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    Ross Perot came to speak to my high school and discussed how he made millions selling cots to the army at next to no cost because he manufactured them for like 15 cents each.

    It was really hard to take him seriously as a high school student because he was so odd.

    His message was also odd in that it was you do not need an education to make it big... lol. Weird message to send to high school students.

    But, like with Ron Paul, you know he is sincere as the day is long. He doesn't pull punches and he doesn't lie.

    I love Bill Clinton but he made a huge mistake when he chose to push NAFTA at the expense of Hillary's healthcare plan. NAFTA was never going to work the way they intended and all those crazy Perot charts detailed that:)

    Is Ross has simply said, NAFTA will bring over a few thousand more illegals per year then folks would have paid attention... we have short attention spans.. lol.
  17. arglebargle

    arglebargle Well-Known Member

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    What do you see differently about McCain then? He seems (to me) to be playing to the religious zealots, and playing ball with the party loyalists (he even has Phil Gram on his campaign staff). Am I missing or misinterprating something?
  18. trickblue

    trickblue Old Testament... Zone Supporter

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    I like Phil Gramm, but he wasn't overly conservative...

    He certainly will pander from state to state, as all candidates do. He can say anything he wants but his recent legislation will be hard for him to fight through with many conservatives. He proposed amnesty (just last year) to illegals and the McCain-Feingold bill is a very sore point with most all conservatives.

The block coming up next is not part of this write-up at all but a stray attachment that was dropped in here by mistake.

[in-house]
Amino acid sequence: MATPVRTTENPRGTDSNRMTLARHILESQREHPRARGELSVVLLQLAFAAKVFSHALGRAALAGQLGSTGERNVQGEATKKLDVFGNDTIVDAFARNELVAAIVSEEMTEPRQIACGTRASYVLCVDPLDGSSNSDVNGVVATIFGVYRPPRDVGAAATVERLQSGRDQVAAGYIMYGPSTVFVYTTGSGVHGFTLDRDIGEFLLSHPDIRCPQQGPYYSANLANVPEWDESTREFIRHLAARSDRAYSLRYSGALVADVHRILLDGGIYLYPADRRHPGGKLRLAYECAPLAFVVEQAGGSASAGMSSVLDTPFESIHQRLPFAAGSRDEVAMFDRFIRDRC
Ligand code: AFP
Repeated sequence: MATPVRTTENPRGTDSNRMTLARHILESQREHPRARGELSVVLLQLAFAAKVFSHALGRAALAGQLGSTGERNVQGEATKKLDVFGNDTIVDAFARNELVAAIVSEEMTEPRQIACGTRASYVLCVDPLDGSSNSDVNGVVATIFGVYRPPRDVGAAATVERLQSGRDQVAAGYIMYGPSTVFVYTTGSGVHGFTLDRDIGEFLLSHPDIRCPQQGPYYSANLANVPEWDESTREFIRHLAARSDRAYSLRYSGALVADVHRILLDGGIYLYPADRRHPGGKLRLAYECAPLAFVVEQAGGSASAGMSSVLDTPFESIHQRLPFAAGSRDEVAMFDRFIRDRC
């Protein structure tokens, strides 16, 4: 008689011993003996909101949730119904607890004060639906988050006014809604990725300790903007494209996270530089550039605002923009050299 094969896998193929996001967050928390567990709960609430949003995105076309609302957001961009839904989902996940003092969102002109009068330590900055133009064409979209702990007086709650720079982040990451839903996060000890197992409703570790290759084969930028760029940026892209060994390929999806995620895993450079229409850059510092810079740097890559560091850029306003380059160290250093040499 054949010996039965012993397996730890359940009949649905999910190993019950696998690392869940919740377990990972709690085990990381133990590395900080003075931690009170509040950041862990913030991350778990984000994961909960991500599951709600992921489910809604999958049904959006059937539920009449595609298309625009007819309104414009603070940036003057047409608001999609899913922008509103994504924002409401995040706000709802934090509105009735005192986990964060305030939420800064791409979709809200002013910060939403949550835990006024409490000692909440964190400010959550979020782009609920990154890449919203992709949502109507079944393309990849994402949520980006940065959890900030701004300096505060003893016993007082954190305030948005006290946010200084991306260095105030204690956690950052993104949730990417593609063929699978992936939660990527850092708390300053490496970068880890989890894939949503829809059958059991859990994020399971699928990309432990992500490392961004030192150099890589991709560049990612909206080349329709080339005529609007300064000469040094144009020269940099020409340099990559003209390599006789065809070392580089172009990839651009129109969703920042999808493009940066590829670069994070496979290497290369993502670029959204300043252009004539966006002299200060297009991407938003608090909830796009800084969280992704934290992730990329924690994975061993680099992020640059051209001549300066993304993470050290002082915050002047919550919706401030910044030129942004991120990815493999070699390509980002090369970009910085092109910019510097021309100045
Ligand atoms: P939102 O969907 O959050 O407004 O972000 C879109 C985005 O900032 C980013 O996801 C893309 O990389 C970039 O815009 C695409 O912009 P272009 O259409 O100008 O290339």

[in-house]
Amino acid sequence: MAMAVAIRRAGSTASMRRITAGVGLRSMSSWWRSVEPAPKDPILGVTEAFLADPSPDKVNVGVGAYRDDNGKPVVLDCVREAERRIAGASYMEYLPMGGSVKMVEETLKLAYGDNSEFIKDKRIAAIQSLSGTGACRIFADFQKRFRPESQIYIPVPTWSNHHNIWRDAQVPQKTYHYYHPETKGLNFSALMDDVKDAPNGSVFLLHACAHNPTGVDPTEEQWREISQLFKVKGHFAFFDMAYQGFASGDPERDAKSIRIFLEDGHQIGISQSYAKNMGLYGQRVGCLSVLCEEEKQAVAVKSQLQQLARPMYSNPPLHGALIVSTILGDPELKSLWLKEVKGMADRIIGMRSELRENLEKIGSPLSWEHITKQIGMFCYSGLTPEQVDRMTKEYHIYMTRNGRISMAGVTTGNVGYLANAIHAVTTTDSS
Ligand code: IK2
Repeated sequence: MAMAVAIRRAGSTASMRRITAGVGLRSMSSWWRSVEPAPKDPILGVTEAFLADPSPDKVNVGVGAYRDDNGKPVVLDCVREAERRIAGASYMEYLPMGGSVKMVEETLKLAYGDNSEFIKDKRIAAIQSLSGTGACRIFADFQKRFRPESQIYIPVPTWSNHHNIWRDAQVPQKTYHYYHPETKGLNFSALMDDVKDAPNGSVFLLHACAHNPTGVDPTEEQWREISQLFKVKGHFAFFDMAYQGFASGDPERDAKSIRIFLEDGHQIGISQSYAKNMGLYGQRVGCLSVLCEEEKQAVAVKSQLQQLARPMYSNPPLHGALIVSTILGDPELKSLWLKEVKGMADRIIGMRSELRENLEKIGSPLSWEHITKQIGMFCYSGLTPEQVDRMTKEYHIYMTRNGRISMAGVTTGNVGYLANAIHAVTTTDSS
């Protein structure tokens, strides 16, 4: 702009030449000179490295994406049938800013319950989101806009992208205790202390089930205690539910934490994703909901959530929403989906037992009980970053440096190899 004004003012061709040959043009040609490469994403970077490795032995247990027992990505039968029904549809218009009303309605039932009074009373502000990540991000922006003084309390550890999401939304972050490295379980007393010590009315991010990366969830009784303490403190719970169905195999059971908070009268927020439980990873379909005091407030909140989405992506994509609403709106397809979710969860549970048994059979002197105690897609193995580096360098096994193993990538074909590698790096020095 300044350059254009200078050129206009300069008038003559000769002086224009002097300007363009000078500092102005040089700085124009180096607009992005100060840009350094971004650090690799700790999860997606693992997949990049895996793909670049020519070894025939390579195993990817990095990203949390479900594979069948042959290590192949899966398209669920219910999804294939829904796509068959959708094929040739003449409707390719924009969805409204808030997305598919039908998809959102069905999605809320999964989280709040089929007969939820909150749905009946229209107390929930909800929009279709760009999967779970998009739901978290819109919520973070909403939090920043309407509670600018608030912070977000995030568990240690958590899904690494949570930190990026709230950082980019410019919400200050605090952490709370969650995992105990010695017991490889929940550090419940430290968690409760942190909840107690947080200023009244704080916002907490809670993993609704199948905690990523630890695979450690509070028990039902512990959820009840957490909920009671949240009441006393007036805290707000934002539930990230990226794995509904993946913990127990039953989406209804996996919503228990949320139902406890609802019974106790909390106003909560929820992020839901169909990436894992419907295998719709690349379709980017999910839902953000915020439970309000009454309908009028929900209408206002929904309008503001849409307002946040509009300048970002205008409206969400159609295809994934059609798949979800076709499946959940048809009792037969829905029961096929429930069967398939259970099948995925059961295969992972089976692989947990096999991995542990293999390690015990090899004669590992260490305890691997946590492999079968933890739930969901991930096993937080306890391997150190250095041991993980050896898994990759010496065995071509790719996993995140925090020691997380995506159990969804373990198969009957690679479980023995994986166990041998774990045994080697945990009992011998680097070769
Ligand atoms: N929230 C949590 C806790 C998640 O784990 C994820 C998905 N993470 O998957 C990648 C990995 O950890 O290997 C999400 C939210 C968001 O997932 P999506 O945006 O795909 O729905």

Most conservatives I know see him as an opportunist. We are also wary of anyone the press likes...

    I think he may struggle in the South...
  19. arglebargle

    arglebargle Well-Known Member

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    Posterchild; re the nafta article: I was reading up some on Vincente Fox, the conservative Mexican president, and one of the problems he talked about was how difficult it was economically in Mexico, because they were losing jobs to China and Vietnam. The $2 an hour jobs were being exported to the far east where the wages were 44 and 22 cents an hour. (at the time of the article)

    Still, Perot does seem to have been pretty accurate there. However, this was a bi-partisan sell out, with both Democrats and Republicans ushering out American jobs. The sad thing is that it did not even manage to help poor Mexican workers, who surely need it.
  20. arglebargle

    arglebargle Well-Known Member

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    That's funny! I really detest Phil Gramm and his Grammstanding. And McCain-Feingold was at least an attempt to do something about the open bribery of Congress. I have seen it stated that a legislator spends HALF their time raising money for their re-election campaigns. And that money buys influence.

    I guess we don't see eye to eye on this then? :)


    I do think he will struggle in the south.